Friday, September 13, 2013

The Catholic Guide to Depression

Should I see a priest . . . or a shrink?

Is more prayer the solution . . . or medications?

How have Catholic popes and saints kept depression
from controlling their lives?

 *          *          * 

Countless Christians — including scores of saints — have suffered the profound, pervasive sorrow that modern psychiatrists call “depression.”

Those suffering from this wearying desolation of soul are often left with more questions than answers, never sure where to turn or who to trust.

In his bestselling book, The Catholic Guide to Depression, Catholic psychiatrist Dr. Aaron Kheriaty reviews effective ways to deal with this grave affliction — ways that are not only consistent with the teachings of the Church, but even rooted in many of those teachings.

Extensive clinical experience treating patients with depression has shown Dr. Kheriaty that the confessional can’t cure neuroses, nor can the couch forgive sin.

In fact, healing comes only when we integrate the legitimate discoveries of modern psychology and pharmacology with spiritual direction and the Sacraments, giving particular attention to the wisdom of the Church Fathers and the saints.

Here you’ll learn how to distinguish depression from similar looking but fundamentally different mental states such as guilt, sloth, the darkness of sin, and the sublime desolation called “dark night of the soul” that is, in fact, a privileged spiritual trial sent as a special gift from God.

You’ll come to know how to identify the various types of depression and come to understand the interplay of their often manifold causes; biological, psychological, behavioral, cultural, and, yes, moral.

From the rich pages of The Catholic Guide to Depression you’ll also learn . . . 
  • The manifold causes of depression. Plus, what the Church teaches about its roots in man’s estrangement from God;
  • Why a holistic approach to depression (psychiatric, pharmacological, and spiritual) best reflects the Church’s understanding of the unity of body and soul;
  • Why antidepressants are often necessary, but never sufficient;
  • The kinds of psychotherapy and the merits and weaknesses of each: cognitive, behavioral, interpersonal, and others;
  • The roles and limits of pharmacology, psychotherapy, and spirituality in overcoming depression (and why all three are generally necessary);
  • How diet, exercise, vitamins, and other non-medical treatments can alleviate the symptoms of depression, and often even drive away its lesser forms;
  • How seeking appropriate help — medical or otherwise — nurtures humility, helps you pray, and can itself help lift depression;
  • The special self-knowledge granted to the depressed (in some ways, their vision is clearer than that of the rest of us!);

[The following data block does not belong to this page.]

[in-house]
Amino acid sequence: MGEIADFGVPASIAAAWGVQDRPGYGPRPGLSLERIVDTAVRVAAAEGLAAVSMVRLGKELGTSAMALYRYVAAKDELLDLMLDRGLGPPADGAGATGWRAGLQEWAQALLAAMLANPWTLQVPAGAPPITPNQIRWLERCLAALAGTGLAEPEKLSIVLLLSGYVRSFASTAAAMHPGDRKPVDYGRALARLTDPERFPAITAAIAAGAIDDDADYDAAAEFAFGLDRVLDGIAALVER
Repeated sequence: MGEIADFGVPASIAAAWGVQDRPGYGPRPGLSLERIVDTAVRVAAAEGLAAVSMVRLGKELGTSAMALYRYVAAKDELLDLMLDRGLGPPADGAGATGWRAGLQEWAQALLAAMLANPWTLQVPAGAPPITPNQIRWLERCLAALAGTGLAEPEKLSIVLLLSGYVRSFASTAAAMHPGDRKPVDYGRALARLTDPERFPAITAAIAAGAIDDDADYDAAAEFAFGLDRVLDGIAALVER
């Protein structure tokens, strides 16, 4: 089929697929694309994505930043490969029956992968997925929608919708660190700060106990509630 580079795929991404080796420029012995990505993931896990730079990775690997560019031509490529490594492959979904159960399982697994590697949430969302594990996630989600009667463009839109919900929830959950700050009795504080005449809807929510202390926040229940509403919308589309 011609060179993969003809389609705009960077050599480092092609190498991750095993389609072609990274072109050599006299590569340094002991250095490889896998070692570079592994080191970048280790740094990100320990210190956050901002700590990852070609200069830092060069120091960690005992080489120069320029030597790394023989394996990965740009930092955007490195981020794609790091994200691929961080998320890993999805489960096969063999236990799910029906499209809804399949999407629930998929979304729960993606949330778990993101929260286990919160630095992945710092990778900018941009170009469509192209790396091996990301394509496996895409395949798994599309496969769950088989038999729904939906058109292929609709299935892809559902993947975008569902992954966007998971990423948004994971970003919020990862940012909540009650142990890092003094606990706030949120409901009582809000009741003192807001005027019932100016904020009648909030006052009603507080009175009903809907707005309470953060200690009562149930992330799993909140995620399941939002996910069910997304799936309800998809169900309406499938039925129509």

• How, though not sufficient, silence, prayer, spiritual reading, and a plan of life can quicken hope and speed healing from depression, even when your desolation is greatest;
  • Ways to keep depression from retarding your spiritual progress (and how your spiritual progress can lighten the burden of depression);
  • Why, the greater your desolation, the closer you must stay to the Sacraments, embraced there by your Brother in anguish, the suffering Christ;
  • St. Peter, St. Teresa of Avila, Pope John Paul II, Pope Pius XII, Pope Benedict XVI, St. Augustine, St. Thomas Aquinas, St. Ignatius of Loyola, St. Philip Neri, St. Benedict Joseph Labre,  St. Josemaria Escriva: what these good Catholics have taught us about depression (many suffered from it themselves);
  • And much more, to help you understand depression and, using the combined powers of psychiatry and the sacraments, finally free yourself from its suffocating grip.
This best-selling book is a must-have resource for friends, loved-ones, pastors, and spiritual directors who lack the knowledge they need to give depressed persons the understanding, help, and comfort they so desperately need.


The Catholic Guide to Depression
by Dr. Aaron Kheriaty and Fr. John Cihak
288 Pages  -  List Price: $19.95
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St. Francis de Sales called St. John of Avila "the learned and saintly preacher." St. Francis Borgia called him "the Great Master" and St. Teresa of Avila named him "the Master of things spiritual."
Last year Pope Benedict XVI named St. John of Avila the 34th "Doctor of the Universal Church." Here St. John offers the life-giving habits of an authentic Christian life--habits that develop not through false "conversions" and "visions," but in the slow and steady steps on the path to holiness.  
Among the many lessons you will learn from this new Doctor of the Church:
  • How suffering is frequently the means God chooses to reveal His mercy and His design for our lives.
  • True beauty: for a Christians it will shine out in poverty, chastity, and fidelity, not in the luxuries and comforts of this world.
  • The easy graces of the liturgical year: one of the surest ways to develop in sanctity, and how Christians should ready themselves for the gifts which the Holy Spirit will send.
  • The dangers of personal resolutions: These are often built upon pride and mistaken notions, but God sends us every day trials to transform us into His spiritual champions.
  • How a Christian should prepare himself for Holy Mass, how to approach the Blessed Sacrament, and what real participation in the Sacrifice means.
  • That weakness, persecution, and infidelity are often found within the institutional Church, and what we can do to combat it or at least suffer it faithfully.

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